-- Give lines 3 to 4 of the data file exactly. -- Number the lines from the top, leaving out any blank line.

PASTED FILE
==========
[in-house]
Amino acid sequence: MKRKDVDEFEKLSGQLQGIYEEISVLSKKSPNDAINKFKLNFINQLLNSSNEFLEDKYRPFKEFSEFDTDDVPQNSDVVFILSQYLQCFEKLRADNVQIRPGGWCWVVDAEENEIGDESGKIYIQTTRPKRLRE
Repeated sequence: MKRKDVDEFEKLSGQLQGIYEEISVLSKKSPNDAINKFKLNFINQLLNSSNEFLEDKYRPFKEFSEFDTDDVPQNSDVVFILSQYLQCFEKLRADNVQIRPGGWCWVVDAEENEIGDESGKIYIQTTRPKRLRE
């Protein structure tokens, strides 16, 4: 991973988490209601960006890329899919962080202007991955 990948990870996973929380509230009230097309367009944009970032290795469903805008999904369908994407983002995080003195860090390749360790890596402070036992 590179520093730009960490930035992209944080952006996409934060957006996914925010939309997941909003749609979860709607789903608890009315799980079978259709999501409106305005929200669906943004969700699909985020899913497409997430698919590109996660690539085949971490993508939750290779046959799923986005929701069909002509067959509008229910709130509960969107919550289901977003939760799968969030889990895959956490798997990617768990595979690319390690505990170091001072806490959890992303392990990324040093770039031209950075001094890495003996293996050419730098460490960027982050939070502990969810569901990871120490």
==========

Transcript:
Repeated sequence: MKRKDVDEFEKLSGQLQGIYEEISVLSKKSPNDAINKFKLNFINQLLNSSNEFLEDKYRPFKEFSEFDTDDVPQNSDVVFILSQYLQCFEKLRADNVQIRPGGWCWVVDAEENEIGDESGKIYIQTTRPKRLRE
């Protein structure tokens, strides 16, 4: 991973988490209601960006890329899919962080202007991955 990948990870996973929380509230009230097309367009944009970032290795469903805008999904369908994407983002995080003195860090390749360790890596402070036992 590179520093730009960490930035992209944080952006996409934060957006996914925010939309997941909003749609979860709607789903608890009315799980079978259709999501409106305005929200669906943004969700699909985020899913497409997430698919590109996660690539085949971490993508939750290779046959799923986005929701069909002509067959509008229910709130509960969107919550289901977003939760799968969030889990895959956490798997990617768990595979690319390690505990170091001072806490959890992303392990990324040093770039031209950075001094890495003996293996050419730098460490960027982050939070502990969810569901990871120490």